Public Debate: The Removal of Vlat Filat's Immunity and the Vigilante Manhunt

Press Release
on the organization of the debate
Professionalism of law enforcement bodies, behavior of the political class and protesters in the case of removal of immunity and arrest of MP Vlad Filat, the leader of the PLDM”, the 42st installment of the “Developing Political Culture through Public Debates”, Series. Public debates series held by the news agency IPN in its conference room with the support of the German Foundation “Hanns Seidel”


Debate 42 brought together Socialist MP Vlad Bătrîncea; Democrat MP Sergiu Sîrbu, the expert Ion Dron, who is also the president of the Center for Monitoring Public Authorities, and the Project's standing expert Igor Boţan. Lib-Dem MP Vadim Pistrinciuc was also invited, but shortly before the debate he called in to announce he couldn't make it.

Reacting to the circumstances, we chose for the debate a topic that is new for Moldovan society: the removal of parliamentary immunity from a top politician and his subsequent arrest. The objective was to try to help the public understand this novel situation. Adding to the complexity of the topic are the ongoing protest movements which have an either direct or indirect connection to the case of Vlad Filat. Thus, the topic will be approached from three angles, as announced in the headline: 1) the professionalism of the law enforcement agencies, 2) the behavior of the political class, and 3) the behavior of the protesters.

In the spirit of the Project, as usual we sought to discuss these aspects in a calm manner, using arguments, despite the incendiary nature of this topic and despite our speakers having opposite opinions. Considering this, we asked our speakers to bear in mind that there is a major common interest: that of not letting the situation degenerate completely in Moldova, as the threat is quite real and the case of Vlad Filat demonstrated it beyond doubt.

Reversing the original order, priority was given to the third aspect of our topic, as it had been examined very superficially if at all, which made the threat even greater. “What do you think, dear speakers, about the 'vigilante manhunt' staged by a group of protesters and headed by Renato Usatii, the leader of a political party and also the mayor of Moldova's second most important city? A manhunt against not an ordinary man, but a major political figure, who was at that time inside the most important building in our country. A manhunt that targeted not just individuals, but also vehicles, including those of other high-ranking officials, as well as of foreign diplomats, who are supposed to enjoy full protection by the Moldovan authorities? And all this unfolded as the law enforcement members looked on. If they failed to react on October 15, does this mean that, from now on, anyone and anywhere in Moldova is free to engage in manhunts against individuals, officials, diplomats, or vehicles? This is what I meant when I said earlier that we are facing an unprecedented threat. What was that, why was it possible, who protects us ordinary Moldovans from such actions happening in the future?”, were the initial questions for speakers.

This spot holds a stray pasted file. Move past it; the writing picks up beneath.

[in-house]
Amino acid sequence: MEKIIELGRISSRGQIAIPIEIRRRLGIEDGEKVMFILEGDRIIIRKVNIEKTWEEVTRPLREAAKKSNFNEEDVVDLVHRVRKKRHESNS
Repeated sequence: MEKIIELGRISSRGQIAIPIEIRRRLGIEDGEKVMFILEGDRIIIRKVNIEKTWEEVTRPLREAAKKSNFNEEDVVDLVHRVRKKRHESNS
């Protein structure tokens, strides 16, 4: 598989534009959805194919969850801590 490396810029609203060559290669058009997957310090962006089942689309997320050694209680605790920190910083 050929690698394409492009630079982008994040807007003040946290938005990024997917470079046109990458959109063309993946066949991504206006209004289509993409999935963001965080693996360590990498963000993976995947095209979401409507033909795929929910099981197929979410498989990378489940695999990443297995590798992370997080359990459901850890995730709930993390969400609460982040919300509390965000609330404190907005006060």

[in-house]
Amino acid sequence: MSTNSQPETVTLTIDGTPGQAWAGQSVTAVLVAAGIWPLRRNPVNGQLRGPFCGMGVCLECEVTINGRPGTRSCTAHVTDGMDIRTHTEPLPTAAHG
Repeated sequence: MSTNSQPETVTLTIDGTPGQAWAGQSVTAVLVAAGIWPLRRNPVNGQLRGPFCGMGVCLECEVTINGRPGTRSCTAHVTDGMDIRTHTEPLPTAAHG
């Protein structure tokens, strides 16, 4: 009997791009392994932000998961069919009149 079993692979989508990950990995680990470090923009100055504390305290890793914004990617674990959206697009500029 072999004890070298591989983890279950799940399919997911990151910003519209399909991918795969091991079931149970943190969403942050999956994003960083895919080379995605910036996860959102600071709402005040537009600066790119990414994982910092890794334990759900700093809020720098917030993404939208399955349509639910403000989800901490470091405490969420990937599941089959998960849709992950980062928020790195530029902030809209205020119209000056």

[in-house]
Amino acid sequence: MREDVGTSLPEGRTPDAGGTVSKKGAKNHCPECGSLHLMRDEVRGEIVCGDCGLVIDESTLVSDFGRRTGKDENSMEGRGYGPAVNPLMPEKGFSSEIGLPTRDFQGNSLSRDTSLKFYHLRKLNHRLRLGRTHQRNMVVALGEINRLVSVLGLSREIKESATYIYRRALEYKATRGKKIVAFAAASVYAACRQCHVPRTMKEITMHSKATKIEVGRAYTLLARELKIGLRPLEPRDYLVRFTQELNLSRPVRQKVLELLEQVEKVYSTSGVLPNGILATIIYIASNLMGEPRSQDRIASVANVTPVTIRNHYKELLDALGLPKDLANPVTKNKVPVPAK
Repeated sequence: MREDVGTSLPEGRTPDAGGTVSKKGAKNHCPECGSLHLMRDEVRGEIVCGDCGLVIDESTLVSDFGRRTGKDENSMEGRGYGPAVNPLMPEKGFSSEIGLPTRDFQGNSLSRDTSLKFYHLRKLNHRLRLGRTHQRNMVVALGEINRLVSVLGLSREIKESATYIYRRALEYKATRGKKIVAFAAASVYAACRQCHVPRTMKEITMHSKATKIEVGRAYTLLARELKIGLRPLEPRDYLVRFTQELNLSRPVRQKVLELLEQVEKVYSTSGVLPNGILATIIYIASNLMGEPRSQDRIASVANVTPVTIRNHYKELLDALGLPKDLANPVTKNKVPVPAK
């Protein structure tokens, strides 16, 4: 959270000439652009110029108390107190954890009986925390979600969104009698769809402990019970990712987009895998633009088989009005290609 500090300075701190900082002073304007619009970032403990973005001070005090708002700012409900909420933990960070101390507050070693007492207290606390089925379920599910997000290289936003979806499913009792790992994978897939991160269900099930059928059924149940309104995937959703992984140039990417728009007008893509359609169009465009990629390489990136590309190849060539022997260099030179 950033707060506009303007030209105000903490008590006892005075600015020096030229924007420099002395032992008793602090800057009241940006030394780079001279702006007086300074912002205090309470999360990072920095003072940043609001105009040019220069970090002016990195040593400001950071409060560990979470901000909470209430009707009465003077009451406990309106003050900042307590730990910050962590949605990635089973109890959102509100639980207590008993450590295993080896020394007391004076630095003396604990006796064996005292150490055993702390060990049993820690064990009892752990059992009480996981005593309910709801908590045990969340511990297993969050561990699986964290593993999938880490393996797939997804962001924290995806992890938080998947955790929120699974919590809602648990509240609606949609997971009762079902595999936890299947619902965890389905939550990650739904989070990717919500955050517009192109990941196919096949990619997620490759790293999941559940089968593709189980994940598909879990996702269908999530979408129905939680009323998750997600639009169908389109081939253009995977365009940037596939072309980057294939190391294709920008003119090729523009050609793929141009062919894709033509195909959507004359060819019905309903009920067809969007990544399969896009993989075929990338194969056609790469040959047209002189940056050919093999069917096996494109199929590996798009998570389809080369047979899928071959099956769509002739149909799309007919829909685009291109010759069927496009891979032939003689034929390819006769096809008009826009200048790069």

Lawyer Ion Dron, who heads the Center for Initiatives and Public Authorities Monitoring, said he felt fear when a group of people started the ‘hunt’ around the Parliament Building, saying they will not allow Vlad Filat to avoid responsibility. “I was frightened when police officers opened obediently the trunks and showed what they had there. I now do not feel safe as such persons can any time come to my home to search it, my car, etc. I’m afraid things derailed. The state bodies should have acted and shouldn’t have allowed such actions as the people of Renato Usatyi didn’t have the right to do so,” he stated.